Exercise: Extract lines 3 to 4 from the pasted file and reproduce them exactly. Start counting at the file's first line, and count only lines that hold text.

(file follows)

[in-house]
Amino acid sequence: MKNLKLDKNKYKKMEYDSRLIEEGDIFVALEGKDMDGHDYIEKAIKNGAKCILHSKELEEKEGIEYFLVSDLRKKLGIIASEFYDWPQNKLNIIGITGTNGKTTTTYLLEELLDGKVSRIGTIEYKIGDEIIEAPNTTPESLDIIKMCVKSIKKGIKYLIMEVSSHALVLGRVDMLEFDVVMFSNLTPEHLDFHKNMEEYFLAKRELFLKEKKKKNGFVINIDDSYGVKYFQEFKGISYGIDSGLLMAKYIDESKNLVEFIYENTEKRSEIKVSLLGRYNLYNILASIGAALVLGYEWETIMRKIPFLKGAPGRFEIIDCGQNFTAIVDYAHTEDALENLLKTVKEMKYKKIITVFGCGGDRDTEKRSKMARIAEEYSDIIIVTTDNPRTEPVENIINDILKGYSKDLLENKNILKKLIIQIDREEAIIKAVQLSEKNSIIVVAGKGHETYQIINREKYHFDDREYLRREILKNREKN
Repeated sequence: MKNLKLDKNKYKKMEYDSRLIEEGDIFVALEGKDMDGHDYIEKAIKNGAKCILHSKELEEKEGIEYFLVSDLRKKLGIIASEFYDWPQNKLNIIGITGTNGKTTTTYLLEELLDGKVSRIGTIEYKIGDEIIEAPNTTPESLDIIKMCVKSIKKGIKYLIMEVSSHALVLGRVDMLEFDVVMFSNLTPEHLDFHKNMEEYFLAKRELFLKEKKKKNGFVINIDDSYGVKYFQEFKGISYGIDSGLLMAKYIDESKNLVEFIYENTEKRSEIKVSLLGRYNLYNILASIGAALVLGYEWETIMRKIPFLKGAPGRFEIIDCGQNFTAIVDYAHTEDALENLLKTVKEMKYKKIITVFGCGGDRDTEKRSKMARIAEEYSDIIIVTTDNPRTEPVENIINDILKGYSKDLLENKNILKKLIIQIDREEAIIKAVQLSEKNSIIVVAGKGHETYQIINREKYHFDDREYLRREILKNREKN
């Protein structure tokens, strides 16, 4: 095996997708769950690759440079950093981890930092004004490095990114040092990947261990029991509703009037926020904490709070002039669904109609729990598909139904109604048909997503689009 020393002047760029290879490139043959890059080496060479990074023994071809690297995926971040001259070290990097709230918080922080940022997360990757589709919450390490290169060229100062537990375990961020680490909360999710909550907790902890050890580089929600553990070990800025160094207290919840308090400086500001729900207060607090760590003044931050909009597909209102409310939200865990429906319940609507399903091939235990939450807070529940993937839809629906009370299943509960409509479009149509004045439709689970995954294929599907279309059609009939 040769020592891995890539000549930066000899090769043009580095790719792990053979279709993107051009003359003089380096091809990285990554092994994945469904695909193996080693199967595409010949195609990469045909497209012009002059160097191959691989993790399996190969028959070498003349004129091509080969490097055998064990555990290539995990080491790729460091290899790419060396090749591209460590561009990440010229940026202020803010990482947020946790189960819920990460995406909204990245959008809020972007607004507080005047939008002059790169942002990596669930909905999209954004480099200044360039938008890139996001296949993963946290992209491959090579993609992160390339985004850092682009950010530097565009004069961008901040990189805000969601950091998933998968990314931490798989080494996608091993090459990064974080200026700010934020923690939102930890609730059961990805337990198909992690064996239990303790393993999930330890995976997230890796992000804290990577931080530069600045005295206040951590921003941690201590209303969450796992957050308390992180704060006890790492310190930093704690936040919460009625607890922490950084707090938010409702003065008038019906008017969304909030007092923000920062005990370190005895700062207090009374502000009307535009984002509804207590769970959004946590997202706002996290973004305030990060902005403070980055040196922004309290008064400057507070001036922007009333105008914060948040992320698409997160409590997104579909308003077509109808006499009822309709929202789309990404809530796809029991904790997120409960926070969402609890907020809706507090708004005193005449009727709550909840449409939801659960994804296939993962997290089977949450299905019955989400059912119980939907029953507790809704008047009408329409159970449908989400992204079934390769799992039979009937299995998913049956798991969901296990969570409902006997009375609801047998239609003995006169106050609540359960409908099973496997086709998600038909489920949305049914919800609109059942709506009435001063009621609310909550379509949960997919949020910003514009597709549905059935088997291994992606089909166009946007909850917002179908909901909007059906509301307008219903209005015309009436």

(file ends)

Repeated sequence: MKNLKLDKNKYKKMEYDSRLIEEGDIFVALEGKDMDGHDYIEKAIKNGAKCILHSKELEEKEGIEYFLVSDLRKKLGIIASEFYDWPQNKLNIIGITGTNGKTTTTYLLEELLDGKVSRIGTIEYKIGDEIIEAPNTTPESLDIIKMCVKSIKKGIKYLIMEVSSHALVLGRVDMLEFDVVMFSNLTPEHLDFHKNMEEYFLAKRELFLKEKKKKNGFVINIDDSYGVKYFQEFKGISYGIDSGLLMAKYIDESKNLVEFIYENTEKRSEIKVSLLGRYNLYNILASIGAALVLGYEWETIMRKIPFLKGAPGRFEIIDCGQNFTAIVDYAHTEDALENLLKTVKEMKYKKIITVFGCGGDRDTEKRSKMARIAEEYSDIIIVTTDNPRTEPVENIINDILKGYSKDLLENKNILKKLIIQIDREEAIIKAVQLSEKNSIIVVAGKGHETYQIINREKYHFDDREYLRREILKNREKN
């Protein structure tokens, strides 16, 4: 095996997708769950690759440079950093981890930092004004490095990114040092990947261990029991509703009037926020904490709070002039669904109609729990598909139904109604048909997503689009 020393002047760029290879490139043959890059080496060479990074023994071809690297995926971040001259070290990097709230918080922080940022997360990757589709919450390490290169060229100062537990375990961020680490909360999710909550907790902890050890580089929600553990070990800025160094207290919840308090400086500001729900207060607090760590003044931050909009597909209102409310939200865990429906319940609507399903091939235990939450807070529940993937839809629906009370299943509960409509479009149509004045439709689970995954294929599907279309059609009939 040769020592891995890539000549930066000899090769043009580095790719792990053979279709993107051009003359003089380096091809990285990554092994994945469904695909193996080693199967595409010949195609990469045909497209012009002059160097191959691989993790399996190969028959070498003349004129091509080969490097055998064990555990290539995990080491790729460091290899790419060396090749591209460590561009990440010229940026202020803010990482947020946790189960819920990460995406909204990245959008809020972007607004507080005047939008002059790169942002990596669930909905999209954004480099200044360039938008890139996001296949993963946290992209491959090579993609992160390339985004850092682009950010530097565009004069961008901040990189805000969601950091998933998968990314931490798989080494996608091993090459990064974080200026700010934020923690939102930890609730059961990805337990198909992690064996239990303790393993999930330890995976997230890796992000804290990577931080530069600045005295206040951590921003941690201590209303969450796992957050308390992180704060006890790492310190930093704690936040919460009625607890922490950084707090938010409702003065008038019906008017969304909030007092923000920062005990370190005895700062207090009374502000009307535009984002509804207590769970959004946590997202706002996290973004305030990060902005403070980055040196922004309290008064400057507070001036922007009333105008914060948040992320698409997160409590997104579909308003077509109808006499009822309709929202789309990404809530796809029991904790997120409960926070969402609890907020809706507090708004005193005449009727709550909840449409939801659960994804296939993962997290089977949450299905019955989400059912119980939907029953507790809704008047009408329409159970449908989400992204079934390769799992039979009937299995998913049956798991969901296990969570409902006997009375609801047998239609003995006169106050609540359960409908099973496997086709998600038909489920949305049914919800609109059942709506009435001063009621609310909550379509949960997919949020910003514009597709549905059935088997291994992606089909166009946007909850917002179908909901909007059906509301307008219903209005015309009436």